MIK - Lovato. [sings] You say Lov-ar-to when I say Lov-ay-to. Demi Lovato is offering therapy at her US tour. Because she herself has battled with mental illness and she has had eating disorders in the past and stuff she thinks it's important that people going to her gig can go and share. And she has little sessions before the gig starts where people go and they feel that they can get support. And it's just the opposite flip side. You know what I was saying about good publicity? Now, this is good publicity. Of course there are some people that are going, oh how ridiculous but…

KATE - So hold on, so at her concert there's going to be a little room that you can go in and have a bit of therapy before you walk in?

MIK - Yeah.

SIMON - I'd probably miss the gig to stay in the therapy room.

KATE - How can she afford to do that?

MIK - I get the feeling you may be hoofed out. Well this is the point, the point is once you get past a certain size of band, right, you can do anything. You have so much money available to you, you aren't going to be… It's what? One, two people in a room? You could say come into the room I'm changing in and share my rider. Let's all have free drinks and cakes and fruit and red M&Ms, it's simple.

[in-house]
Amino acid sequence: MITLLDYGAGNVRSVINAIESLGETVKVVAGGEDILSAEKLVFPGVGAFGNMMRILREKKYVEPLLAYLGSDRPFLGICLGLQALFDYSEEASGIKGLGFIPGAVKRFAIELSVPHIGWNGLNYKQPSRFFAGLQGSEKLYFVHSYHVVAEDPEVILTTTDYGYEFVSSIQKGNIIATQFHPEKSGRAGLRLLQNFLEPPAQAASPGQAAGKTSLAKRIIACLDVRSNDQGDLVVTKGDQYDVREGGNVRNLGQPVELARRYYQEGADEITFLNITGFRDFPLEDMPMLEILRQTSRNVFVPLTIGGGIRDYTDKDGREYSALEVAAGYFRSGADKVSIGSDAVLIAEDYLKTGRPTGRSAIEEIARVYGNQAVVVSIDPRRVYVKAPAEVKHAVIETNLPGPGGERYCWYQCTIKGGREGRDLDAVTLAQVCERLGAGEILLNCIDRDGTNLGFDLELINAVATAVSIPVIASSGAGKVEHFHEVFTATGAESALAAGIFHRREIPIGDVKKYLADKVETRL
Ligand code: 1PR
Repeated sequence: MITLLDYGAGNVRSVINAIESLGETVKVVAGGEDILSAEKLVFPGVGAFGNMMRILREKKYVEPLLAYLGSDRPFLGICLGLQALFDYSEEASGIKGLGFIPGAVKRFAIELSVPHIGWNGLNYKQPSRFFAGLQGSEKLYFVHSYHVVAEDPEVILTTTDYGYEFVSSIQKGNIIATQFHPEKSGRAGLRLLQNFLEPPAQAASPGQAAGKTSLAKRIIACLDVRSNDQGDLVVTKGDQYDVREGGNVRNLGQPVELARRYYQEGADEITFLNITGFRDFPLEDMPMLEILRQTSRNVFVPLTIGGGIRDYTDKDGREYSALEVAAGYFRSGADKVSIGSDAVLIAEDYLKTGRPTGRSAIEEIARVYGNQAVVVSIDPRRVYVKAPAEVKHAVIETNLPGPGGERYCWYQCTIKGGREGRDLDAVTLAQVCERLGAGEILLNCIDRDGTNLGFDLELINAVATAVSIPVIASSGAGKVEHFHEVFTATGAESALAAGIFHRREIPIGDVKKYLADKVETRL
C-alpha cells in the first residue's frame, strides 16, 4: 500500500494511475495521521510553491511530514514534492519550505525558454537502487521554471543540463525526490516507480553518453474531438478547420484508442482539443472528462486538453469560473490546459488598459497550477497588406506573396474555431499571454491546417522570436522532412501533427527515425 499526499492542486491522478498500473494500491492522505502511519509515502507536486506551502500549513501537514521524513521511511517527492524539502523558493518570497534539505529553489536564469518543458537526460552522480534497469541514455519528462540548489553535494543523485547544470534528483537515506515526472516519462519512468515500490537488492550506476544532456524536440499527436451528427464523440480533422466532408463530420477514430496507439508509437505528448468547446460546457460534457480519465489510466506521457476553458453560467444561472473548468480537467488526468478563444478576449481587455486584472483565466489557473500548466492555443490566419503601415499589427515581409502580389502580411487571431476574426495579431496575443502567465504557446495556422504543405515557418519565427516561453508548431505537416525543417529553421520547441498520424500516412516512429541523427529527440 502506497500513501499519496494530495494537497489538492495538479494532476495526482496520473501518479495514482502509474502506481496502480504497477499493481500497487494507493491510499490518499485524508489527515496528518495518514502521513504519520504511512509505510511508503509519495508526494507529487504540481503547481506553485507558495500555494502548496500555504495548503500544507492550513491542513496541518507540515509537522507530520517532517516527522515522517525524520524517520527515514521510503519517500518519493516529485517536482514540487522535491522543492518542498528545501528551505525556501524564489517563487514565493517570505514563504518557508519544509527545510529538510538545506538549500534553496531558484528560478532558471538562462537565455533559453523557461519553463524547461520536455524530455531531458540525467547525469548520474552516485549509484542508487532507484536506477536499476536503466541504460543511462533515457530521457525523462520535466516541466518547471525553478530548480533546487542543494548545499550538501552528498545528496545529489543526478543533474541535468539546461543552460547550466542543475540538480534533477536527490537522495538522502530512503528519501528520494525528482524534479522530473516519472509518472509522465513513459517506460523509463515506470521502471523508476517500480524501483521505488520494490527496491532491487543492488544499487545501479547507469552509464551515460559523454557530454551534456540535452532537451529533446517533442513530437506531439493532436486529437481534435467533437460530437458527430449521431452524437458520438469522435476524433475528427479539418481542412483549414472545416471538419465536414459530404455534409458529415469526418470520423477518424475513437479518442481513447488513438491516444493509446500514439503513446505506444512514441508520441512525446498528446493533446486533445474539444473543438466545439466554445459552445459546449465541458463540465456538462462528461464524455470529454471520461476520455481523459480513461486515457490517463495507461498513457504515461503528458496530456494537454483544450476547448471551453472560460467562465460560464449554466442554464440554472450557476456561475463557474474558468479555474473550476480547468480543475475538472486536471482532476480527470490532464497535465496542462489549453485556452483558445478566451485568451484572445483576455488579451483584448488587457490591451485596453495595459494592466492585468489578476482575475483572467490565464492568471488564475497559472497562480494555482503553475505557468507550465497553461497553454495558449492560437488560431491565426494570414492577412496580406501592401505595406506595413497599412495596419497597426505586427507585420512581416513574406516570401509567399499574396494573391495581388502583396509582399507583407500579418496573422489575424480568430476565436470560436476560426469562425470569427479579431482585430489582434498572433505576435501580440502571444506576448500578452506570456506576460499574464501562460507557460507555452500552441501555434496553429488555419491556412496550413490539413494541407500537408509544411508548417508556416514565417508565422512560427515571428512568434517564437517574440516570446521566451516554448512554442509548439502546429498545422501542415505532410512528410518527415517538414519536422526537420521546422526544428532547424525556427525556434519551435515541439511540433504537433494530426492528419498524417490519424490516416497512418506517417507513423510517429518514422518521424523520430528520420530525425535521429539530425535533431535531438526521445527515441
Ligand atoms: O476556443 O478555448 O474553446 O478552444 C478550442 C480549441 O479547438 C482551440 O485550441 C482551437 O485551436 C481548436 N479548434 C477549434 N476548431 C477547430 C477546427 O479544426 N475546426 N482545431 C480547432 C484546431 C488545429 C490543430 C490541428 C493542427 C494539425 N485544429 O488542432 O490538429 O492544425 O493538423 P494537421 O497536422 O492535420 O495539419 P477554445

KATE - A bit like it is here.

MIK - Yes exactly, the rider is immense here. But it's flipping it, it's saying I want my fans to have a really whole experience.

KATE - Pipa, would you go and have a little bit of therapy before a gig do you reckon?

PIPA - Probably not because I don't think I'd be able to get there for the sheer anxiety in the first place.

KATE - Well would it not help? Would it not help thinking well actually I could get there and then I can talk to somebody about that anxiety…?

SIMON - A quick session before?

PIPA - Yeah, I don't know because then it also might give the delusion of support where the support might not actually be. So like if you need kind of more in-depth support and that kind of opens up something, you know?

SIMON - It's a good point. I mean interpreter is itself an end isn't it, whereas therapy, you could open something.

MIK - I'm not entirely sure it's going to be that kind of therapy. From the sound of it it's like a lot of people getting in a room.

SIMON - Yeah, okay.